By: Jonathan D. Novotny | Founder of CloudSales.co.za Most online stores operated by small businesses in South Africa fail to provide the user with an experience which leaves them at-ease and confident about their order being processed and delivered. The good news is, most of these problems are easy to avoid. Let’s look at the most common issues and the simple solutions. Design: The usual design issues arise from the use of: Outdated, irrelevant structures – Ensure that you are using the latest version of one of the global most widely implemented platforms – These are currently OpenCart, Magento, PrestaShop or Shopify if you want a DIY solution with no hands on support available. Weird, unusual or incomplete themes – If you want to be pro, just purchase a quality theme. This is like your skin, and regardless of how good your structure is, if your site looks like a ‘90s website, you aren’t going to inspire confidence. Just downright bad product photos – Get better ones. Give people what they want – If they are looking for contact details, don’t offer them a form to fill out, or if they want to pay and order online, don’t ask them to fill out an order form “…So you can get back to them.” Functionality: If you have time to set up your store and are an IT genius then there’s nothing stopping you from implementing this yourself. Responsive Design means the website scales down to the size and complexity of the device viewing it. For example, mobile devices see a narrow site with small product images and a simpler menu. Automatic Invoicing – Keep in mind that some shoppers may not want to pay via credit card, so give them an EFT option or have the system send them an automated invoice for payment. Integration with SA Payment Gateways – or just setup your own PayPal account & link to that. Integration with Courier Services Special offers, Coupons & Vouchers – You may not be planning on using this straight off, but if you are investing time and thought into your solution, best make sure that it has everything you need to build on. The Vital Final Touches: Use more & larger Product Images. Most insecurity online comes from not seeing the product up-close-and-personal. So make it as easy as possible for your clients by having pictures from every [...]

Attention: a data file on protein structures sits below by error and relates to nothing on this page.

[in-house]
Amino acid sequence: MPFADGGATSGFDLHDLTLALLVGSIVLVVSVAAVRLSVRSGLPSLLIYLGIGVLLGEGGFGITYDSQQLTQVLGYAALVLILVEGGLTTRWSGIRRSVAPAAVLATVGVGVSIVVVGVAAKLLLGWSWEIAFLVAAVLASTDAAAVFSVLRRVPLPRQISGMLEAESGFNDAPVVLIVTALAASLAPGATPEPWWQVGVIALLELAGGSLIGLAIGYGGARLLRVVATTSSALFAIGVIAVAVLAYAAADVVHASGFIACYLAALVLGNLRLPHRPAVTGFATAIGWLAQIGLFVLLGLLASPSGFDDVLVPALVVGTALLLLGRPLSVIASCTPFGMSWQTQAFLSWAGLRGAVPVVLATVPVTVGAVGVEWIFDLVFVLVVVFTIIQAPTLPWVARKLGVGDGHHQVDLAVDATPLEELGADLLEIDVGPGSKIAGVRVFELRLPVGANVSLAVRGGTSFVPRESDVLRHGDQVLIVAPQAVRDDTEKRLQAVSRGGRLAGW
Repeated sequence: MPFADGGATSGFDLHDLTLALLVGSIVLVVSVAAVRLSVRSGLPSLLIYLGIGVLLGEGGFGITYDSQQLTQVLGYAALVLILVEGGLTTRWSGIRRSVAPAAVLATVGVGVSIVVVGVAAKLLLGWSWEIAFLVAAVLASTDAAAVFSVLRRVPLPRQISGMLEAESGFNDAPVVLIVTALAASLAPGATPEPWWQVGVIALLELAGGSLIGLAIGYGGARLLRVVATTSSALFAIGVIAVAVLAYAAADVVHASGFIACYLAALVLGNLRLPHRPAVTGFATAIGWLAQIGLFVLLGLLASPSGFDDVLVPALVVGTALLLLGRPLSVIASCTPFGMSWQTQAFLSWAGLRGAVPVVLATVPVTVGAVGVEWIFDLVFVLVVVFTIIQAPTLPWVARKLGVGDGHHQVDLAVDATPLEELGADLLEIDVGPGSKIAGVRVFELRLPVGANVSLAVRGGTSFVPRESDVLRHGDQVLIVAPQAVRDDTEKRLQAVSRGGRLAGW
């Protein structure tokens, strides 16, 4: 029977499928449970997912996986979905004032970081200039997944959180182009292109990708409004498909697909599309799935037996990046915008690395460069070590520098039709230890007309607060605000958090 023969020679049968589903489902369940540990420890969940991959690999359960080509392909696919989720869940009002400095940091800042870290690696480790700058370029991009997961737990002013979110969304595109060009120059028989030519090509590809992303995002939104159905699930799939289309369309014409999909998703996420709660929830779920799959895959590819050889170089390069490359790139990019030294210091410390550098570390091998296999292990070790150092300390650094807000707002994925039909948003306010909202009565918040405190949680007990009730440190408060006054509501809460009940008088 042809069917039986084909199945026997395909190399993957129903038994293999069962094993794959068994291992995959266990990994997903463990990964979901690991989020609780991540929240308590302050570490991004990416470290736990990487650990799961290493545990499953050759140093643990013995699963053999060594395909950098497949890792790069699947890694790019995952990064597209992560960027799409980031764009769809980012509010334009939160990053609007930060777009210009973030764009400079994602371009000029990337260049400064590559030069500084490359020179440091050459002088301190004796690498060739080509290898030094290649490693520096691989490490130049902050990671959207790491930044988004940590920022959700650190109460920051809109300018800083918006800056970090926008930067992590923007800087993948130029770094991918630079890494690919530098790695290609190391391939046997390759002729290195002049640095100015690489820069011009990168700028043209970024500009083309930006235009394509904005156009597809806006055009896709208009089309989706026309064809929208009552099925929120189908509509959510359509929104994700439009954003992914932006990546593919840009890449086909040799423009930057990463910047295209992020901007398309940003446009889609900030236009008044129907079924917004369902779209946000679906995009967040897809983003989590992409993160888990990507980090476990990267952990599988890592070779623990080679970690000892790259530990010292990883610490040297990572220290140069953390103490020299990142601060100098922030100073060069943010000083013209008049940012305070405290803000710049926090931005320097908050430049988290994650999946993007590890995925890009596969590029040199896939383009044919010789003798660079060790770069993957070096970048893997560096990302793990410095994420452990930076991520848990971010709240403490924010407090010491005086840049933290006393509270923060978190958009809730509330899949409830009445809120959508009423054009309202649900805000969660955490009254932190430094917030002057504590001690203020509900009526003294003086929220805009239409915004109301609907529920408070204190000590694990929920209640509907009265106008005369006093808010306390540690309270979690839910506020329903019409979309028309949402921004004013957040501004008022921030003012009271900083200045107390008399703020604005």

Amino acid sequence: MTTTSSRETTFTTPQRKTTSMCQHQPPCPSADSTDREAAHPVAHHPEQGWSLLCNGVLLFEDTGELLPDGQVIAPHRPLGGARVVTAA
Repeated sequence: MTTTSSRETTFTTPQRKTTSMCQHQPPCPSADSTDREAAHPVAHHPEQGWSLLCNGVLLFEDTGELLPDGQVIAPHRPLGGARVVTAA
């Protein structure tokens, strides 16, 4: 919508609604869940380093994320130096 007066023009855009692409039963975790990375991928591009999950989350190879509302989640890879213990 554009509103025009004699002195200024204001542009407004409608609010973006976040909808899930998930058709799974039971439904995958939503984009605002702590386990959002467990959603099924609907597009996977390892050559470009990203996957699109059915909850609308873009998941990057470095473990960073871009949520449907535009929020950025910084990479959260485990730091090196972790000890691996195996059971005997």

We all want to be complemented for our Online Shop. We put a lot of time, thought, effort, hopefully some creativity, or we may have even hired a costly agency to take care of the whole caboodle. But people don’t seem comfortable on the site and aren’t making purchases even though you have plenty of traffic per month. – Sound familiar? Well, researchers found that there are just 3 primary things which prevent product “browsers” from being product purchasers. These are: Insufficient Product Information. Too Small Product Image. Too many distractions. To get a complete overview of the top 21 point in online sales, keep reading below.
There is some particularly great information and tips towards the end of this Infographic. For a comprehensive eCommerce solution for South African Small business check out CloudSales.co.za.